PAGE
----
Kendrick Lamar Explains His Internal Conflict With Releasing Mr. Morale

Kendrick Lamar has been relatively quiet surrounding his 2022 double album, Mr. Morale & The Big Steppers. A decade after his major label debut, good kid, m.A.A.d city, and over 15 years into a professional recording career, the award-winning music superstar chose now to unpack his most personal collection of songs to date.

In a just-published interview with W magazine’s Briana Younger, the 35-year-old Compton, California MC spoke at length publicly for the first time since the album and its related music videos arrived. “It’s stuff that I’ve written that’s just now seeing daylight, because I wasn’t secure with myself in order to do it,” he admits. “It was really about not being insecure [or perhaps] tormented by opinions.” The album deals with fatherhood, family, infidelity, homophobia, and issues surrounding molestation. While Kendrick has always been a personal songwriter who addressed issues in and around the home, 2022’s double-clip stands apart. “When I did this, it was kind of the marker and the growth of everything I’ve always wanted to say. I think that was really my purpose of writing my way out of things that I was feeling, from the time I was nine years old, all the way up to 35.”

Explaining Kendrick Lamar’s Mr. Morale & The Big Steppers Albums

In the W conversation, which took place in the back of a Toronto, Ontario restaurant, Kendrick reveals that discussing his career with media has sometimes affected the way he thinks and works. “A lot of times, I’m doing interviews and speaking on the general basis of my childhood, and years later, I see them questions reoccur—maybe on social media, and they pop up and me answering the questions—and I’m like, Damn, the answer was true, but it’s not how I think about it [anymore],” he says, reportedly using the early 2010s Gunplay collaboration “Cartoon & Cereal” as an example. While the pgLang co-founder has grown reclusive to interviews as compared to earlier in his career, he says that those conversations shaped his understanding of himself and experience. “I had to damn near repattern my thoughts to see things that I didn’t necessarily see in those interviews, or just in life in general.”

Notably, Kendrick also positions Mr. Morale & The Big Steppers differently, within one of Hip-Hop’s (and all of music’s) most respected catalogs. “I’ve had rewards for my other albums in different ways, whether it was accolades, whether it was the Pulitzer, whether it was the Grammys,” he shares. “This one is the reward for humanity for me.”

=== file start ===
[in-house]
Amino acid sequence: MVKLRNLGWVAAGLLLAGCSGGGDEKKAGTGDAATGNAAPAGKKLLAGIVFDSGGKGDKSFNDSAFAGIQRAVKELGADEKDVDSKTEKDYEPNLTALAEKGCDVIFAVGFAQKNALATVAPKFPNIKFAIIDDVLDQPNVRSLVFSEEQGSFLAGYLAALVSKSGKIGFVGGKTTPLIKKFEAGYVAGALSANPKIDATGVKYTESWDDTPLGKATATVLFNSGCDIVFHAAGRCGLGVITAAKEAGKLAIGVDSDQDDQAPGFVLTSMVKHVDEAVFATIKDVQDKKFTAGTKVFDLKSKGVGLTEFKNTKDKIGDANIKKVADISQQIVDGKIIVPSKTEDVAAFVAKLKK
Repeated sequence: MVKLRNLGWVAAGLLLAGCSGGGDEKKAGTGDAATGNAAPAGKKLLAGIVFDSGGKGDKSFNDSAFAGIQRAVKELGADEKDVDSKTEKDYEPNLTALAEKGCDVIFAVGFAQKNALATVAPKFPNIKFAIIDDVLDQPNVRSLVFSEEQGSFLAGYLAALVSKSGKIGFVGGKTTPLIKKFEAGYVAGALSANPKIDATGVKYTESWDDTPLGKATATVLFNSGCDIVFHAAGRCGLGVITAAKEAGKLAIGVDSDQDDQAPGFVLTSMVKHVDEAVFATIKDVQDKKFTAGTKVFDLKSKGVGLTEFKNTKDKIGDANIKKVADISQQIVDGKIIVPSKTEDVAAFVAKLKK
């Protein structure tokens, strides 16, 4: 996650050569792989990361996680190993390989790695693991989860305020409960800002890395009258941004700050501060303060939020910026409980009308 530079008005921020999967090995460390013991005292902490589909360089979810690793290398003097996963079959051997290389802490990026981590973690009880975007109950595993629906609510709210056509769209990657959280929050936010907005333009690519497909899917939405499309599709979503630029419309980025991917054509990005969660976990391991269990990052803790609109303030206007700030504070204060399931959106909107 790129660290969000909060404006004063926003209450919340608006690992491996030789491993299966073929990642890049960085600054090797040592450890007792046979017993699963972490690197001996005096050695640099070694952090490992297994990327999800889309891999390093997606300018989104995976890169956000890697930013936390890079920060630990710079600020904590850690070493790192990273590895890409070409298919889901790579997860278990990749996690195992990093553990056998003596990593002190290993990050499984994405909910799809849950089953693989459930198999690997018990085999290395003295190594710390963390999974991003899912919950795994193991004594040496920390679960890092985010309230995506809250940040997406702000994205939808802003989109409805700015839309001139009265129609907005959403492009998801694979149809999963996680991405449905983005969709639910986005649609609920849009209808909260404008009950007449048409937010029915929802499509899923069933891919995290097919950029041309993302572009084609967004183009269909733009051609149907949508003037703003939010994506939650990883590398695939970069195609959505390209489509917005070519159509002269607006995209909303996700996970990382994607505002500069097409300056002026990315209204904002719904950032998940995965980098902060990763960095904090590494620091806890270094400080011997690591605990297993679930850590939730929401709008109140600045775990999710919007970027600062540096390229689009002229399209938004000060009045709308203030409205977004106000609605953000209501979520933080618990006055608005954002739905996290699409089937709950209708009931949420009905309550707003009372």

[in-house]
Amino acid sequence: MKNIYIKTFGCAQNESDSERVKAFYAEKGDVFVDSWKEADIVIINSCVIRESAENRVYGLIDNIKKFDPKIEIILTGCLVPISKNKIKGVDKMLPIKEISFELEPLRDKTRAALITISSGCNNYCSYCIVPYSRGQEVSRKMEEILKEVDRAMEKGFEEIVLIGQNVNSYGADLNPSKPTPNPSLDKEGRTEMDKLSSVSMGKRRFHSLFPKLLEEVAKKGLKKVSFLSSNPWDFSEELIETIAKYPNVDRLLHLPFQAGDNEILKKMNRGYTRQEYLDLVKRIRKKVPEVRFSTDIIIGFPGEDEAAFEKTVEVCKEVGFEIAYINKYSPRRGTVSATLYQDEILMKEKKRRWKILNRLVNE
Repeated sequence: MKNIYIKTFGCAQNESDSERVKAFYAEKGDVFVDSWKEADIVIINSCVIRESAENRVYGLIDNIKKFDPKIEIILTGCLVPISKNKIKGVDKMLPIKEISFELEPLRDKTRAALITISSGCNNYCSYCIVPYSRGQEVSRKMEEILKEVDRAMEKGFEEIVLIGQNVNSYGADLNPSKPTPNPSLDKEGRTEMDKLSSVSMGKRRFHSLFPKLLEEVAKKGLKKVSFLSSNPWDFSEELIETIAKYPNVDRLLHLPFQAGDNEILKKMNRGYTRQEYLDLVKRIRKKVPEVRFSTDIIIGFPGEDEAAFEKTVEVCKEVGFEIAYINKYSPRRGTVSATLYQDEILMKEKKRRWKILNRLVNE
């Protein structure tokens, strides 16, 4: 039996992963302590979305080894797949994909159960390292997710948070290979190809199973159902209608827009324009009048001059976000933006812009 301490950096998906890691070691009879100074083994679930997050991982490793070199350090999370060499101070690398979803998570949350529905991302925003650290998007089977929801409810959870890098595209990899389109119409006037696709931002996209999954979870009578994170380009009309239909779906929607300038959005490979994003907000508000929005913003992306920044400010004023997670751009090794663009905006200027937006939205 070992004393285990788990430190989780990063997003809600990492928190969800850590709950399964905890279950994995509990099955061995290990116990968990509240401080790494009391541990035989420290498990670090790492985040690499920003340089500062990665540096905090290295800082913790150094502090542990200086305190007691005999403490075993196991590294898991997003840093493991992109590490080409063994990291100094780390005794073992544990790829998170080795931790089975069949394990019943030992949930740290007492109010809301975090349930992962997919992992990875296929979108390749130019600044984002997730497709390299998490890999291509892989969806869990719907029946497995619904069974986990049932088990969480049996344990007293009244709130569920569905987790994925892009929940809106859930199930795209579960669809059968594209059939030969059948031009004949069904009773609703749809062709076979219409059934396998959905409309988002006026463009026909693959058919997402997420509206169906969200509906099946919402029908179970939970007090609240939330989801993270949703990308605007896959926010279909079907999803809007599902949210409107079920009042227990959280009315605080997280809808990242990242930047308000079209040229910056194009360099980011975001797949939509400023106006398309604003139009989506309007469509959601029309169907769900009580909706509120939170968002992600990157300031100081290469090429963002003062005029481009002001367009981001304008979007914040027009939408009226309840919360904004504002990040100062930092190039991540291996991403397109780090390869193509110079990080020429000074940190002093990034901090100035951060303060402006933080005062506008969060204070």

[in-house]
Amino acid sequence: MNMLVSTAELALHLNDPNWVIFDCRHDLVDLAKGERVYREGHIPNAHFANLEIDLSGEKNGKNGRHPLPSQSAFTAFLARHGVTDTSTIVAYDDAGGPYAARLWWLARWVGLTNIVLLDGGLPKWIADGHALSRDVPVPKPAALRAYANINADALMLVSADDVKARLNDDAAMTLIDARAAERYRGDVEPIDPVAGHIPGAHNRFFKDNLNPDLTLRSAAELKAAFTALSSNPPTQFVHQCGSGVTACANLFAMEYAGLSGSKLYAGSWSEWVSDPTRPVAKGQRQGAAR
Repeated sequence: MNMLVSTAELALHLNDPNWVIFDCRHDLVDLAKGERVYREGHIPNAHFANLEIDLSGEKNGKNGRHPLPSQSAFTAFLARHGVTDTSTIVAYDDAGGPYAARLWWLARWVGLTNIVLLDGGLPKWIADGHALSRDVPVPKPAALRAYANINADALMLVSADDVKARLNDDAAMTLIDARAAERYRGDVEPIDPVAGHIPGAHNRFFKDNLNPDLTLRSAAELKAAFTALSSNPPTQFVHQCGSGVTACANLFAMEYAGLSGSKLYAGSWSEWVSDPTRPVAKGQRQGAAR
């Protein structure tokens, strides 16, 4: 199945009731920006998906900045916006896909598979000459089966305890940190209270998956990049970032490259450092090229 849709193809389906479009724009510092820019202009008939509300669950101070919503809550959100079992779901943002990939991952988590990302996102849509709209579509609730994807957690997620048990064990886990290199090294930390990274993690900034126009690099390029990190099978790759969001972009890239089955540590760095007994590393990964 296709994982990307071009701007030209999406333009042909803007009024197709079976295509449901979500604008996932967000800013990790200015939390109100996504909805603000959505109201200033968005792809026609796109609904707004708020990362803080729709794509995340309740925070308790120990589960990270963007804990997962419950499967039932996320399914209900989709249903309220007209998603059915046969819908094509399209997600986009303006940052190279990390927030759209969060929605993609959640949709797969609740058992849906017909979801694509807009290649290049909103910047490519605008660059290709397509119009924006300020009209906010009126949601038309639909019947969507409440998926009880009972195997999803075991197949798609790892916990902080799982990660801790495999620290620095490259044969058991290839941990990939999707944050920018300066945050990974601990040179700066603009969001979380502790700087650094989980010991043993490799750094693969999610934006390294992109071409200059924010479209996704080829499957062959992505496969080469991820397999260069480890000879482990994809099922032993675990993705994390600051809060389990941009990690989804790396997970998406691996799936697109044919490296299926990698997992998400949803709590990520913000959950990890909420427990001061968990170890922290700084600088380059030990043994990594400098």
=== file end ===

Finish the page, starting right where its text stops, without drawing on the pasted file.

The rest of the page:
Kendrick Lamar’s New Video Shows A Brutal Argument Unfold

“I’m a private person; it was tough for me,” admits Lamar, in reference to speaking about issues that loved ones may be hearing for the first time—right alongside his millions of fans. “The reason why I had to make that decision, whether they was for or against it, I just didn’t want the influence. I could have cut corners and got flashy with it and worded my words a certain way—nah, I had to be in the rawest, truest form I could possibly be in order for it to be freeing for me, in order for me to have a different outlook and the perspective on people I’m talking to. I had to reap whatever consequences came behind that, and also be compassionate and show empathy if they were hurt by it.” Kendrick adds that if he’d conferred with family, friends, and others, the songs would be skewed by input, reactions, and his own evolving thoughts. Referring to the songs, the MC says, “Them sh*ts would’ve never came out.”

Kendrick sees the outcome of his 2022 work as something that advances the conversation for others, just as it has for him. “That’s the beauty; that’s the best feeling I’ve been getting,” he notes. “It’s like when I be talking to some of my partners that never was able to express themself and communicate—they only knew how to communicate with violence—and for them to call up they moms, call they pops and say, ‘You hurt me, and this pushed me to go stay with my grandma, which my grandma pushed me to stay with my homies.” The artist summarizes, “For them to be able to express that and have that communication is rewarding for me.”

The Game Names His Top 5 L.A. Rap Albums & It’s Hard To Argue Against Him

Notably, as an artist conflicted with the depth and impact of this art, Kendrick reveals what ultimately compelled him to share the material. “When I got to completion and I said, ‘I may or may not put this out; I’m not going to put this out; it’s way too much,’ I thought about my children,” he is quoted as saying, with a smile. Kendrick used the album, including its artwork, to share his evolution as a father of two.

These were private moments to the public, apart from a cryptic 2021 reference in a Grammy-winning collaboration with pgLang artist (and Kendrick cousin) Baby Keem. “I thought about when they turn 21, or they’re older in life, and when I got grandchildren, or if I’m long gone—this can be a prerequisite of how to cope. That’s the beauty of it for me.”

Kendrick Lamar’s New Video From His Album Is Filled With Symbolism

Several selections from Mr. Morale & The Big Steppers are presently on the official Ambrosia For Heads playlist.

#BonusBeat: Ambrosia For Heads’ What’s The Headline podcast offers a comprehensive breakdown of Mr. Morale & The Big Steppers, including meanings, themes, and additional context.